The “single solution” eLearning module is a good example of how HTML5 and mobile devices have helped close gaps on the learning content continuum while also giving workers the on-the-job content they need right when they need it. A single learning solution can be created as a 30- to 45-minute formal learning module housed on the LMS and taken in one or more sittings, either on a computer or a tablet. The same learning module can be further contextualized to become a performance support tool when viewed on a smartphone. It’s the same module that appears on the computer and tablet, but it appears differently. HTML5 media queries identify the size and orientation of the smartphone screen and deliver only performance support content, eliminating assessment screens and gating, resizing images, replacing the navigation system, and reformatting text to create a sub-set of job-aid-only content. Now, when a worker on the job pulls out her smartphone to access the module, what is delivered to her is a performance support app and not the entire formal training module.

Shorter how?

Shorter content doesn’t mean less content. In this new age of learning—the big bang, if you will, a time of expanding learning ecosystems—learning has seeded itself in practically every environment encountered by today’s worker. It has propagated beyond the LMS, beyond the classroom, and beyond performance support tools. Successful content strategies must take into account not only traditional formal modalities and SME-generated content, but also our increased mobility; online collaboration and the content that is created there; and online community and content that is curated there. These shorter, particular pieces of information are each a small picture that when pieced together create the mosaic of learning we idealize for the learner.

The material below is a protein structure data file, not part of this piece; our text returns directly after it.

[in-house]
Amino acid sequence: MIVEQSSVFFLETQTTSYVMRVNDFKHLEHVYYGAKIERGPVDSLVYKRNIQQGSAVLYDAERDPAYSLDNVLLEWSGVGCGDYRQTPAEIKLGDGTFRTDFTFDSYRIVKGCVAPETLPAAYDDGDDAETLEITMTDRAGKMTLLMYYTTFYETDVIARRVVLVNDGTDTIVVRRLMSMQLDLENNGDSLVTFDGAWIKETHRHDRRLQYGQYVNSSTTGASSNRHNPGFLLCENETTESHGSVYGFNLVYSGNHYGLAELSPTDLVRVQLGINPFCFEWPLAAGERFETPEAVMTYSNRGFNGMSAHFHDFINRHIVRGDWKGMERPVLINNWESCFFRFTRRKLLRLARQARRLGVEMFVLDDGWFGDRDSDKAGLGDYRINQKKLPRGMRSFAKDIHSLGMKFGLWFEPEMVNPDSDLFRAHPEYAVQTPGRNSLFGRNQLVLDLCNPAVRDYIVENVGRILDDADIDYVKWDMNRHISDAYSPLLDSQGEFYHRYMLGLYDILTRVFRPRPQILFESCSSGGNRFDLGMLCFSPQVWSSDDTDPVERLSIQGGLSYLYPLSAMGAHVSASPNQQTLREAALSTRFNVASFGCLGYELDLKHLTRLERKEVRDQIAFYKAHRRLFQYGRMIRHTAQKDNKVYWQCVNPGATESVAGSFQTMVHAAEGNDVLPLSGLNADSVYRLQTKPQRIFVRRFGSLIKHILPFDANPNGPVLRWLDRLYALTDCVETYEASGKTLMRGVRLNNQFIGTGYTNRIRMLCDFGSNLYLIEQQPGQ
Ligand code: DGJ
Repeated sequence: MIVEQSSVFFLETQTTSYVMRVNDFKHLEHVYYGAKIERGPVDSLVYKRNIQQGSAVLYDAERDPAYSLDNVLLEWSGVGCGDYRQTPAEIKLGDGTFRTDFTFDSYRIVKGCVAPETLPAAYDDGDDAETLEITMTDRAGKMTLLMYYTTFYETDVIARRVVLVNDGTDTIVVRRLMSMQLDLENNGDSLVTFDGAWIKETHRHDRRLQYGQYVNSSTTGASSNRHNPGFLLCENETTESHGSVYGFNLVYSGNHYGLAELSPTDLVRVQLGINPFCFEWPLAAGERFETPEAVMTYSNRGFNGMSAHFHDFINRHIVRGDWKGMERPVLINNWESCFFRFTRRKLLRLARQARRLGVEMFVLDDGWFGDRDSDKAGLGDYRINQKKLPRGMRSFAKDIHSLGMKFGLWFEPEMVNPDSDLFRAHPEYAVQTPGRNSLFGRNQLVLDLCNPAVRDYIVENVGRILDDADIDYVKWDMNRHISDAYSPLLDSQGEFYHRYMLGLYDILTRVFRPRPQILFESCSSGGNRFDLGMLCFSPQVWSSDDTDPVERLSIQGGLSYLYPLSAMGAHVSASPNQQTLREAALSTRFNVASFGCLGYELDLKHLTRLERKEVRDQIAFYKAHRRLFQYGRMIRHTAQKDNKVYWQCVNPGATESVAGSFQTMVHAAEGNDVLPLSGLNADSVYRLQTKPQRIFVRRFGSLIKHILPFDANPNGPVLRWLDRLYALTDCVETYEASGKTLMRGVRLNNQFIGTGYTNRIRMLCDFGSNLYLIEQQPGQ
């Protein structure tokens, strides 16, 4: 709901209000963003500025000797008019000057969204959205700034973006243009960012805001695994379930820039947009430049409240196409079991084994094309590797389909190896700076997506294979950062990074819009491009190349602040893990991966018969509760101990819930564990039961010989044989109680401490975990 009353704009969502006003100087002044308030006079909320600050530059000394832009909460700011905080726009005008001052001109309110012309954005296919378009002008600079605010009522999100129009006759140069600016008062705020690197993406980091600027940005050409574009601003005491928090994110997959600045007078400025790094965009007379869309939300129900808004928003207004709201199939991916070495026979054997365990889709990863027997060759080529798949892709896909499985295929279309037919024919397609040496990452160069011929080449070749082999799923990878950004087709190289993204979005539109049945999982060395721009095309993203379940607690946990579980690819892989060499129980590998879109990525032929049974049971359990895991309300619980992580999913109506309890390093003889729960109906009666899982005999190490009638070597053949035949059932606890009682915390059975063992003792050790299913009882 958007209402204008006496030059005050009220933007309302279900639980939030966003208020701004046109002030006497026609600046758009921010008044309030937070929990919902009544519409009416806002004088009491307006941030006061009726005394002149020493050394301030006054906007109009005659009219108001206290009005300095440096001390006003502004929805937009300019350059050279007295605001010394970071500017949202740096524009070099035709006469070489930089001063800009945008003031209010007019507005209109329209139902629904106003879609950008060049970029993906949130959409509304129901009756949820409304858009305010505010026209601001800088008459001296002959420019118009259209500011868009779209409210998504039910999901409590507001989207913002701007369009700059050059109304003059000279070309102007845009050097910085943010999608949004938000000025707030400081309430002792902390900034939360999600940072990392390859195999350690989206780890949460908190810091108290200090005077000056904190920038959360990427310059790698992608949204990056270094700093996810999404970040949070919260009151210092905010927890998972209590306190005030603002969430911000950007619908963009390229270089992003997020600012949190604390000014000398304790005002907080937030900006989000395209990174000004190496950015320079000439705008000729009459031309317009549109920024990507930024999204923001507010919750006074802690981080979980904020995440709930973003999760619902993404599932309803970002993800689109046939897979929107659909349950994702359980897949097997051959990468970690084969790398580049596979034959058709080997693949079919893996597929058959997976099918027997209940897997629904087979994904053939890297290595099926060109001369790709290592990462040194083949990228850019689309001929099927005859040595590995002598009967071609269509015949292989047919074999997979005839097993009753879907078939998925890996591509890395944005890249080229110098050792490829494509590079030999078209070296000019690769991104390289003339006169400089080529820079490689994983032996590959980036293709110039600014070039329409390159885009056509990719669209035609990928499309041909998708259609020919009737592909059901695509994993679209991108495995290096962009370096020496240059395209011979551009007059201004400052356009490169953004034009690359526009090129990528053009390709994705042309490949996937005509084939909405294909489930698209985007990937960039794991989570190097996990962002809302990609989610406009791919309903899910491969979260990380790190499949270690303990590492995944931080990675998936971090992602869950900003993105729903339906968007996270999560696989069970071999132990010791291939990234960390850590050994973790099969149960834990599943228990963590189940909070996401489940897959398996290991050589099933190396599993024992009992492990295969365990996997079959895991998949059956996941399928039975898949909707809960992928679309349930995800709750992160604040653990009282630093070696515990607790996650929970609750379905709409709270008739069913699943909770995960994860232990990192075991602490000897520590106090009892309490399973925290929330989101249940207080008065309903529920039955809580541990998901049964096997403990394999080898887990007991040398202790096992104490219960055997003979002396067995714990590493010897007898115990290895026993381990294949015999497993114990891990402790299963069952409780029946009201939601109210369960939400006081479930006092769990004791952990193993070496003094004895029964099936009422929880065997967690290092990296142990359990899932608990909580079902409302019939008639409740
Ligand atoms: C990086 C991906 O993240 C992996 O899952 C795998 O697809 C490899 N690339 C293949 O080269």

Assembling that mosaic is the key, and so we must look at performance support both in terms of the many ways it can now be embedded into the work process and how its content can now be curated and piped in from multiple sources. Because performance support can be served up in increasingly new ways, PS content strategy has gained a new priority in eLearning.

Successful managers of change

Learning managers will face significant challenges throughout the remainder of the year as they endeavor to re-engineer performance support content strategies across a landscape of rapid technological change. As organizations begin to apply mobile-first and cloud-first strategies to learning, the successful organization will remain focused on a content-first approach in crafting performance support content for various media. This will require taking advantage of new media as they emerge without allowing learning content to be eclipsed by them. And these content strategies will further scale to include not only traditional approaches, where content is created to solve known problems, but also new approaches that connect learners to existing content through careful curation and that make that content readily available on their various devices and in their chosen environments.


Gartner. “Gartner Identifies the Top 10 Strategic Technology Trends for 2014.” 8 October 2013.

Tony O’Driscoll. Achieving Desired Business Performance: A Framework for Developing Human Performance Technology in Organizations. International Society for Performance Improvement, 1999.

Gownder, J. P. “Tablets Hold Their Own—and Then Some—n Work-Related Application Usage.” Forrester Research. 28 March 2013.

Murtagh, Rebecca. “Mobile Now Exceeds PC: The Biggest Shift Since the Internet Began.” Search Engine Watch. 8 July 2014.

Editor’s note

The Performance Support Symposium offers you an opportunity to explore the strategies, practices, and technologies being used to deliver 21st-century performance support. As the speed of business continues to accelerate, the ability to deliver information to workers quickly, when and where they need it, is becoming critical. This business need, combined with the increasing number of technologies that enable support to be embedded directly into the flow of work, has fueled a renewed interest in performance support in the workplace.

Join the conversation June 10 – 12 in Austin, Texas, and discover how you can enhance your training efforts by putting information in the workflow!